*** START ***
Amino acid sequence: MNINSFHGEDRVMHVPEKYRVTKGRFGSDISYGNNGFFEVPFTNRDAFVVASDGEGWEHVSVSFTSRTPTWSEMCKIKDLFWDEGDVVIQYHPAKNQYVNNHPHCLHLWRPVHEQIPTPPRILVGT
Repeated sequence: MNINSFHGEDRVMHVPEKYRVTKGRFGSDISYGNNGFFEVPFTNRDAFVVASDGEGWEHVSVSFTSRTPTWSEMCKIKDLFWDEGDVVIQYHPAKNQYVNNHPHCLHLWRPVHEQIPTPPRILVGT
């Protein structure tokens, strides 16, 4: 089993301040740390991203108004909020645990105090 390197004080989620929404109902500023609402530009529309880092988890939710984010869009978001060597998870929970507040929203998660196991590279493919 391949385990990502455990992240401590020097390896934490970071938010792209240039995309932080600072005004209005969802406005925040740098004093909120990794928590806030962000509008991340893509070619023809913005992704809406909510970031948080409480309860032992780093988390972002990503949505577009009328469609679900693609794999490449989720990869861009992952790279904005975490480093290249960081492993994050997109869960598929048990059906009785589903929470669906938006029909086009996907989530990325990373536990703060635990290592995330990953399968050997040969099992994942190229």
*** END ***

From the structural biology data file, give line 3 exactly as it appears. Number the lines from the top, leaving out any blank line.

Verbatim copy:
């Protein structure tokens, strides 16, 4: 089993301040740390991203108004909020645990105090 390197004080989620929404109902500023609402530009529309880092988890939710984010869009978001060597998870929970507040929203998660196991590279493919 391949385990990502455990992240401590020097390896934490970071938010792209240039995309932080600072005004209005969802406005925040740098004093909120990794928590806030962000509008991340893509070619023809913005992704809406909510970031948080409480309860032992780093988390972002990503949505577009009328469609679900693609794999490449989720990869861009992952790279904005975490480093290249960081492993994050997109869960598929048990059906009785589903929470669906938006029909086009996907989530990325990373536990703060635990290592995330990953399968050997040969099992994942190229």